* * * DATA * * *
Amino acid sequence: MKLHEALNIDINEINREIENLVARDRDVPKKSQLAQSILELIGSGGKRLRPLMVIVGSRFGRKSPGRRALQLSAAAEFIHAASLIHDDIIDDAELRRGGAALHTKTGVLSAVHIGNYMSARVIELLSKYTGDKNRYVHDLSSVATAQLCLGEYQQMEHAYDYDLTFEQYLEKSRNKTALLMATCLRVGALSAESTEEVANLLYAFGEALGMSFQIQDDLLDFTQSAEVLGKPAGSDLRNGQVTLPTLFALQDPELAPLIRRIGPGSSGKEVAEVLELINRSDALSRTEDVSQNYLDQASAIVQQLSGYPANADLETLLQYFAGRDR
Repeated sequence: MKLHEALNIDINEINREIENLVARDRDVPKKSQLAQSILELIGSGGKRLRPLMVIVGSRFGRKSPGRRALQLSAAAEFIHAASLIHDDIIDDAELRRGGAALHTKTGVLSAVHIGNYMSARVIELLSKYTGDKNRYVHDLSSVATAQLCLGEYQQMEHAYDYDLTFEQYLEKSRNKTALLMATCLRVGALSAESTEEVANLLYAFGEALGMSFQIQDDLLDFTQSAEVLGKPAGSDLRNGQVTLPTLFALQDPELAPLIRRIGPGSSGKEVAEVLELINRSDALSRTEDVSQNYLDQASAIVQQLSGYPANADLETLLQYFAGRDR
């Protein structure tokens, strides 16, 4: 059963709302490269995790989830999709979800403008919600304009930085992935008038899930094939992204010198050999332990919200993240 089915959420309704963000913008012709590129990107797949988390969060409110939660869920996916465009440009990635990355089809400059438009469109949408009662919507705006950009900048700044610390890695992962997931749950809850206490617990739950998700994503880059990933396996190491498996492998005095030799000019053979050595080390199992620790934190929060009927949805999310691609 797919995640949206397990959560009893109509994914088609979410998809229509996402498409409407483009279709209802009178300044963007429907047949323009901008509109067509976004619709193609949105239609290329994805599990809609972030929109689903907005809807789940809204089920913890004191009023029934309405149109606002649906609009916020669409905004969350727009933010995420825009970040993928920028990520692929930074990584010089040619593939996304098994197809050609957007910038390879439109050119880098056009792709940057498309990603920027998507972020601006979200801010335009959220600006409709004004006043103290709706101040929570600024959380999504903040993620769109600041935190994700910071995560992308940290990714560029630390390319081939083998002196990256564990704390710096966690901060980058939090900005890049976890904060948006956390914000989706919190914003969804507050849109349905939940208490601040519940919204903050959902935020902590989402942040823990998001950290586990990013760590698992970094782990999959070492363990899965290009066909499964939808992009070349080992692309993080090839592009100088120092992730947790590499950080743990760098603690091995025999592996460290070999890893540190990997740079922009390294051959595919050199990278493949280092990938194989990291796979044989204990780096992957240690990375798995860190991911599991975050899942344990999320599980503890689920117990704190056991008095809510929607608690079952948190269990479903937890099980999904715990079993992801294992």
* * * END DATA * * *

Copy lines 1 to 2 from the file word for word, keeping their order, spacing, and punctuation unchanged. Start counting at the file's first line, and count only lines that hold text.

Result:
Amino acid sequence: MKLHEALNIDINEINREIENLVARDRDVPKKSQLAQSILELIGSGGKRLRPLMVIVGSRFGRKSPGRRALQLSAAAEFIHAASLIHDDIIDDAELRRGGAALHTKTGVLSAVHIGNYMSARVIELLSKYTGDKNRYVHDLSSVATAQLCLGEYQQMEHAYDYDLTFEQYLEKSRNKTALLMATCLRVGALSAESTEEVANLLYAFGEALGMSFQIQDDLLDFTQSAEVLGKPAGSDLRNGQVTLPTLFALQDPELAPLIRRIGPGSSGKEVAEVLELINRSDALSRTEDVSQNYLDQASAIVQQLSGYPANADLETLLQYFAGRDR
Repeated sequence: MKLHEALNIDINEINREIENLVARDRDVPKKSQLAQSILELIGSGGKRLRPLMVIVGSRFGRKSPGRRALQLSAAAEFIHAASLIHDDIIDDAELRRGGAALHTKTGVLSAVHIGNYMSARVIELLSKYTGDKNRYVHDLSSVATAQLCLGEYQQMEHAYDYDLTFEQYLEKSRNKTALLMATCLRVGALSAESTEEVANLLYAFGEALGMSFQIQDDLLDFTQSAEVLGKPAGSDLRNGQVTLPTLFALQDPELAPLIRRIGPGSSGKEVAEVLELINRSDALSRTEDVSQNYLDQASAIVQQLSGYPANADLETLLQYFAGRDR